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Book 24

Course Hero's video study guide provides in-depth summary and analysis of Book 24 of Homer's epic poem The Iliad.

The Iliad | Book 24 | Summary

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Summary

For the next several days, Achilles drags Hector's corpse around Patroclus's tomb every time he misses his comrade. Apollo protects the body from decay and damage, but Hera, Athena, and Poseidon won't let the other gods steal it from Achilles and return it to Hector's family. Zeus decrees a compromise: Achilles will give up Hector's body for a ransom, which Priam will bring in person and alone. With the treasures gathered, Priam prays for a sign of approval and Zeus sends a huge eagle in confirmation. Zeus sends the god Hermes, who disguises himself as Achilles's aide, to hide him and guide him safely to Achilles.

Arriving at Achilles's lodge, Priam kneels before him and kisses his hands. Priam's appeal touches Achilles's heart, and they weep together. Achilles agrees to give up Hector's body, but when Priam suggests he sail home safely to his own father, Achilles warns him not to tempt his rage. After ordering Hector's body prepared, Achilles provides hospitality—food and a bed for the night. Achilles pledges to hold off attacking until Hector is buried.

Fearing Priam might be captured, Hermes wakes him before dawn and guides him out of the Achaean camp with Hector's body. Priam's daughter Cassandra sees him approach, and the entire city gathers at the gates to receive its favorite son. Andromache, Hecuba, and Helen sing songs of mourning that highlight Hector's skill in battle, how the gods favored him, and his kindness. After nine days of mourning, his body is burned and his bones interred in a golden box. "And so the Trojans buried Hector breaker of horses."

Analysis

Book 24 is a portrait of grief, from anger to compassion. Up to this point Achilles has been stuck in anger fed by grief. At the beginning of the section Apollo calls him "That man without a shred of decency in his heart," all "brute force and wild pride," and no "shame that does great harm or drives men on to good." Abusing the corpse of noble Hector offends the gods and brings him no honor. However, when Achilles is asked to give up Hector's body, it seems to open his ears, and he actually listens to Priam. When they weep together, Achilles is mostly crying for his own losses, but he also empathizes with Priam's pain, recognizing that his own father will feel the same grief after Achilles's fated death. The other concession he offers Priam, to hold the Achaeans back from attacking until Hector is buried, seems inspired entirely by his own compassion with no prompting of the gods. He is finally putting aside his godlike rage and finding his humanity.

This gentler Achilles is not likely to stick around for long, though. The poet shows that his anger is not far from the surface, even now. He warns Priam not to insult his honor with suggestions that he sail home without glory, and he avoids rousing Priam's anger, fearing it will ignite his own rage again and he will kill Priam in defiance of Zeus's decree. Other characters also display anger in grief. Priam takes his pain out on his remaining sons, saying he wishes they had died instead of Hector. Hecuba (Hector's mother) is so angry she could "sink my teeth in [Achilles's] liver, eat him raw!" echoing Achilles's words to Hector in Book 22.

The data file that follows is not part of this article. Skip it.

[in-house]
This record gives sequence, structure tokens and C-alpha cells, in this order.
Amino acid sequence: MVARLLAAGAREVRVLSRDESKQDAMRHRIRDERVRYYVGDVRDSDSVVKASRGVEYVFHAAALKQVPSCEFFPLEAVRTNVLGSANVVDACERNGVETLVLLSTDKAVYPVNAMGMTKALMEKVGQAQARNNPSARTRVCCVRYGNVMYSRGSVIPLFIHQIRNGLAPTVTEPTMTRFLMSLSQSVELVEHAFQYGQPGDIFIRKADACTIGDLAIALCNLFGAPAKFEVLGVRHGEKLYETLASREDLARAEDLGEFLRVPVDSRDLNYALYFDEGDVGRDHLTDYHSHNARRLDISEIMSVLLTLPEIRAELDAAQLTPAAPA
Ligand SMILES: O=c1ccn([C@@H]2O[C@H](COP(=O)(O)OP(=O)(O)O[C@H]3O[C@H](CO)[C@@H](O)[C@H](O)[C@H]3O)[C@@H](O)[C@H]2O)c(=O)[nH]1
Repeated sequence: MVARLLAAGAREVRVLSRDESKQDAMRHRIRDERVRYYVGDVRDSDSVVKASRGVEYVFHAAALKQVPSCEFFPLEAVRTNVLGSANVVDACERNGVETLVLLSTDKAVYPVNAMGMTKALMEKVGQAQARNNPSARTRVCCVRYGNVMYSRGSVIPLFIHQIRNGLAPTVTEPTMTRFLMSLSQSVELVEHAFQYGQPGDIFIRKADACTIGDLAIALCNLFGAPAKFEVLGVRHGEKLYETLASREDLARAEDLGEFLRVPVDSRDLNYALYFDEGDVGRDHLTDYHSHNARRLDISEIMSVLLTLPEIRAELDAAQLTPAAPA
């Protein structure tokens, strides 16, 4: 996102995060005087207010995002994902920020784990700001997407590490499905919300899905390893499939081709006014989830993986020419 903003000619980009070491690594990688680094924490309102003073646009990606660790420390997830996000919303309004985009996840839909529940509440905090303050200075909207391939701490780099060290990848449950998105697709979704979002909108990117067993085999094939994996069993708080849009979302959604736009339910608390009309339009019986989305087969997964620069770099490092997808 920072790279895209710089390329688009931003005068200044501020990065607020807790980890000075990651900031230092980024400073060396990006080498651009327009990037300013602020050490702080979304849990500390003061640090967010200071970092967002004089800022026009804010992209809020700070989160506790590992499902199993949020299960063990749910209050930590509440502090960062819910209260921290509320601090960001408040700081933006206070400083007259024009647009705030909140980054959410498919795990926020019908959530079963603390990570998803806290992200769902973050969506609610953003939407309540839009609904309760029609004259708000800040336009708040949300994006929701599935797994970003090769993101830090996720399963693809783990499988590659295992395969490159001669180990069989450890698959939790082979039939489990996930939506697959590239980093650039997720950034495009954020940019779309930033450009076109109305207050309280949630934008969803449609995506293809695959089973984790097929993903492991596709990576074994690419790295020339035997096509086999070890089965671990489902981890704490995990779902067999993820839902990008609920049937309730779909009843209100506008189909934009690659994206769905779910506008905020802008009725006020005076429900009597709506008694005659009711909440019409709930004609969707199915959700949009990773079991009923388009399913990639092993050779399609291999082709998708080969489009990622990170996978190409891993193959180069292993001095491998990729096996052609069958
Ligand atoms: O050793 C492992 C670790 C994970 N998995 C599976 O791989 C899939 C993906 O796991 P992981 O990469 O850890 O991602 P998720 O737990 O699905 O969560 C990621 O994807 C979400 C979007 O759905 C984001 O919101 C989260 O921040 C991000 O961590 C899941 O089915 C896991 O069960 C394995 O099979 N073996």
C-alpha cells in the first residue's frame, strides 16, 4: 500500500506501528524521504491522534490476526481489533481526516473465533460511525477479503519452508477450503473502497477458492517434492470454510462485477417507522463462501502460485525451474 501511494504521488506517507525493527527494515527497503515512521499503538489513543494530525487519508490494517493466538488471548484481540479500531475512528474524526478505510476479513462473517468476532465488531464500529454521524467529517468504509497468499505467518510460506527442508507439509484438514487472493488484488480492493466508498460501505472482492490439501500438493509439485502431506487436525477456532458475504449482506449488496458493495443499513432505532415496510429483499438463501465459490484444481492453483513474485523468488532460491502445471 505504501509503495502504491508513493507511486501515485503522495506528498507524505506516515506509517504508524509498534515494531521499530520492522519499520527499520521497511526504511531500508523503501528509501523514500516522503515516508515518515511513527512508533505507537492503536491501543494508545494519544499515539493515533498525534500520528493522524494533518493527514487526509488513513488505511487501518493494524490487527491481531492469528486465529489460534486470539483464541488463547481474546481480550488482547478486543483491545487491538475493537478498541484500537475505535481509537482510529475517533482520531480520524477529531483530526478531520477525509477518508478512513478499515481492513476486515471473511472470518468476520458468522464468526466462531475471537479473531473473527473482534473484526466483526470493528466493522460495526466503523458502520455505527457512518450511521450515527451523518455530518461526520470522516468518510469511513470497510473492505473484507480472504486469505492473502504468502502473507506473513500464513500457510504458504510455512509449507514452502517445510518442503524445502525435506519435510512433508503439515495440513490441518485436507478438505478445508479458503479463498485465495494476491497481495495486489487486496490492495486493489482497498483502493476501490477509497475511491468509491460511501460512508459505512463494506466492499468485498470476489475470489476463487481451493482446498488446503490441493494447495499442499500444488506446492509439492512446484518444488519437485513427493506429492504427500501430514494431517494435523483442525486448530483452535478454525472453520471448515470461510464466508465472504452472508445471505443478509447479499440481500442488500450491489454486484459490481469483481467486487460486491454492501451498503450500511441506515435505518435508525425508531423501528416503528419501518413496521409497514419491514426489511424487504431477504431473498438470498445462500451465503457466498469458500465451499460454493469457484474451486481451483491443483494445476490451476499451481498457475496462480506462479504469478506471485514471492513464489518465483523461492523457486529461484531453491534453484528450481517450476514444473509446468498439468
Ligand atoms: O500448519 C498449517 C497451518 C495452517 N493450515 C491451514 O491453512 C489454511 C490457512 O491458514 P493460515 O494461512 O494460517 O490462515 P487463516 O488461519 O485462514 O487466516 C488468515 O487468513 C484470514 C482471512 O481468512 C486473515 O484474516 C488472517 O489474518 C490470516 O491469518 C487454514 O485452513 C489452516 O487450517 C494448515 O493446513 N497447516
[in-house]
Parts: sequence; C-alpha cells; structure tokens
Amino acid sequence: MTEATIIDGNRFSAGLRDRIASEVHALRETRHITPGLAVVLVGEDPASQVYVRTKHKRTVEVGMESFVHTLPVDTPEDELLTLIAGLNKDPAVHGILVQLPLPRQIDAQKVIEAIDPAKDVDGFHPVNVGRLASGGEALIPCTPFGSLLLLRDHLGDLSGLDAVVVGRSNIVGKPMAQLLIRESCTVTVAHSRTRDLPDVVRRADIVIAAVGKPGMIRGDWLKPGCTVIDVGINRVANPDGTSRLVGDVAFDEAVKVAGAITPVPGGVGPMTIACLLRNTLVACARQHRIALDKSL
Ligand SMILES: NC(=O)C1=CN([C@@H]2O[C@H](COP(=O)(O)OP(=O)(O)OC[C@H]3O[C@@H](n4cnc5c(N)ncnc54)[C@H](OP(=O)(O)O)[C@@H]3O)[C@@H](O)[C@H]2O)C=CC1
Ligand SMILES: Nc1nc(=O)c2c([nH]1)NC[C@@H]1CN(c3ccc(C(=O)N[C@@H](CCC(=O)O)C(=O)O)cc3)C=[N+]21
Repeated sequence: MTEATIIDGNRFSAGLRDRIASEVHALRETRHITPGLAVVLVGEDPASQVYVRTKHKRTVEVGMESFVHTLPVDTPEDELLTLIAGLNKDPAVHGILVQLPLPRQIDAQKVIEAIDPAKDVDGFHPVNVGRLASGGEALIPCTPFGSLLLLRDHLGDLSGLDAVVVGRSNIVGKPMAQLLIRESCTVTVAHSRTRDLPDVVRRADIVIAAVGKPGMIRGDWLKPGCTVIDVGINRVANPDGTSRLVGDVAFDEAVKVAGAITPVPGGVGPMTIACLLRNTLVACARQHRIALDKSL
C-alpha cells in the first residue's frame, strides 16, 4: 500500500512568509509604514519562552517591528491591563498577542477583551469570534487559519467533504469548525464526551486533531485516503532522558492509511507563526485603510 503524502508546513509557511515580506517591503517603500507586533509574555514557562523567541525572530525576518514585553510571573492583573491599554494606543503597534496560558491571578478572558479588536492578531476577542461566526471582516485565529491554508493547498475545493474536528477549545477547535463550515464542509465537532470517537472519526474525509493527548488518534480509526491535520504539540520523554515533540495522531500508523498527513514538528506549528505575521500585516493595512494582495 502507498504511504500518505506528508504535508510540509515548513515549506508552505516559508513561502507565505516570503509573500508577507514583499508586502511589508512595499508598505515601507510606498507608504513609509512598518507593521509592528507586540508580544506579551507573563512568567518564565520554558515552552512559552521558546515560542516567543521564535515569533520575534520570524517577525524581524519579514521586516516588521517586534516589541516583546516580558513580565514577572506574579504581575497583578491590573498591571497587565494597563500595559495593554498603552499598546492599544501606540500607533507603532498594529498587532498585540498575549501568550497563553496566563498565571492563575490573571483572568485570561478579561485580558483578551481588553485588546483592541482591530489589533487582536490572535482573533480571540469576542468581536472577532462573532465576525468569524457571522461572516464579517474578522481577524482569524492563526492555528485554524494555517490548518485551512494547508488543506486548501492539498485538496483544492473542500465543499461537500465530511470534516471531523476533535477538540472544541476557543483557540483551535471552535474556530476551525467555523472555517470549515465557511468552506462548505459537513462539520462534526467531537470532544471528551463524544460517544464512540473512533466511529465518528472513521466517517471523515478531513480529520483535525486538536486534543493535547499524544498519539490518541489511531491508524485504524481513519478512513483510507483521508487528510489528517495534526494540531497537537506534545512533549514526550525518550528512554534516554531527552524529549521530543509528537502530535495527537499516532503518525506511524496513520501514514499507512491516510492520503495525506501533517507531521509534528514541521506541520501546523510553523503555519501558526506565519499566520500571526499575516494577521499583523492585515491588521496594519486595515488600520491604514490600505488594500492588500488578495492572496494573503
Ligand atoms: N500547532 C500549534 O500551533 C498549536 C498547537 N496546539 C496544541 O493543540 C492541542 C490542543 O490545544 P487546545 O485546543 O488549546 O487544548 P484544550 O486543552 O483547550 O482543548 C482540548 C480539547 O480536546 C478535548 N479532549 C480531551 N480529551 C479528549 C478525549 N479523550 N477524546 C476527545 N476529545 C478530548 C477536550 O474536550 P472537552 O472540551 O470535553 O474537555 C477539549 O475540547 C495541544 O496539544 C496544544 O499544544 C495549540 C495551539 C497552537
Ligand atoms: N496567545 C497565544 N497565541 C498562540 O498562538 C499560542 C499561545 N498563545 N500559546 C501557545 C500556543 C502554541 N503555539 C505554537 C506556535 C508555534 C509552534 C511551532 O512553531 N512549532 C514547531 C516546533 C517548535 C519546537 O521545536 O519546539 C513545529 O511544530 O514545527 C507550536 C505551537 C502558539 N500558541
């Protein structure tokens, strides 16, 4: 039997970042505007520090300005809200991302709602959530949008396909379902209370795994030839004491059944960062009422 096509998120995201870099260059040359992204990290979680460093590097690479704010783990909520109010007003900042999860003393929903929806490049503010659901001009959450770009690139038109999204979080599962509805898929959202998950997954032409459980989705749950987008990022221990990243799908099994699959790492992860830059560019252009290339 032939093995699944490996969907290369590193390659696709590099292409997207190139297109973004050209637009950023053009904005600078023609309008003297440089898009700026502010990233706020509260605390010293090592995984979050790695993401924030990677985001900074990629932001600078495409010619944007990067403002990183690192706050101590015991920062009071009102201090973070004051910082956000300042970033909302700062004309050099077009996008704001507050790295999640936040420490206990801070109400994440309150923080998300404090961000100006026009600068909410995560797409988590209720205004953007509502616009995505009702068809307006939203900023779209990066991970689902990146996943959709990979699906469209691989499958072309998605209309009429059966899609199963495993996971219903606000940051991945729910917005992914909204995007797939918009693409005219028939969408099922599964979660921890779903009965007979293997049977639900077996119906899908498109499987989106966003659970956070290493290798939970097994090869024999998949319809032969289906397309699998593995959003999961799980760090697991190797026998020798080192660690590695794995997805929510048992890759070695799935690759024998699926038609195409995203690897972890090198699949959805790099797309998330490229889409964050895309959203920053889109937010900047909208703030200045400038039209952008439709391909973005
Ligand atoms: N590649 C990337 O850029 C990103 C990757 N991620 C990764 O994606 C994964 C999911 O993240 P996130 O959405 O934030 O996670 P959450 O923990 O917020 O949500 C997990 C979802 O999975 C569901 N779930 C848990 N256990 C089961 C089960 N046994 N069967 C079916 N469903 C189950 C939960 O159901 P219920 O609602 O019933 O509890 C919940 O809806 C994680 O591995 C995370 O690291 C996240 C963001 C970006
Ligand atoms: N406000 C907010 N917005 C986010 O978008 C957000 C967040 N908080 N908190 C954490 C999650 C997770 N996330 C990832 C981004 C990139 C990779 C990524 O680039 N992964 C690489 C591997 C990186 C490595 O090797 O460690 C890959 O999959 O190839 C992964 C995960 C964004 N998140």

Eating plays a significant role in this section. In his grief, Achilles isn't eating or sleeping. His mother, Thetis, asks him, "How long will you eat your heart out here in the tears and torment?" He seems to be living on rage rather than food. However, after weeping with Priam he tells the story of Niobe to urge Priam to eat. They dine together, symbolically providing some healing for both their griefs.

The eagle of Zeus again appears in Book 24 as a sign of the god's approval of Priam's trip to the Achaean camp. As an animal with excellent vision, it also symbolizes that the gods will help the king navigate successfully through the darkness. The god Hermes, who acts as Priam's guide, is likewise associated with clear sight.

The poet uses parallel events to bring the story structure full circle. Chryses's appeal for the return of his daughter from Agamemnon in Book 1 is balanced by Priam's appeal for the return of his son's body in Book 24. The parallel is masterful—the first appeal starts the conflict and the second one ends it. The poet's choice to end the story with this emotional resolution, rather than with a dramatic battle that provides a military resolution, focuses the epic on the characters's emotional journeys. The burial of Hector parallels the burial of Patroclus and ends the poem with mourning befitting not only Hector but all those who died.

The story of the Trojan War continues in many other stories, including Homer's The Odyssey. (Tragically, Andromache's fear that an Achaean will hurl Hector's son "down from the ramparts" does foretell his fate.) However, the story of Achilles's rage is done.

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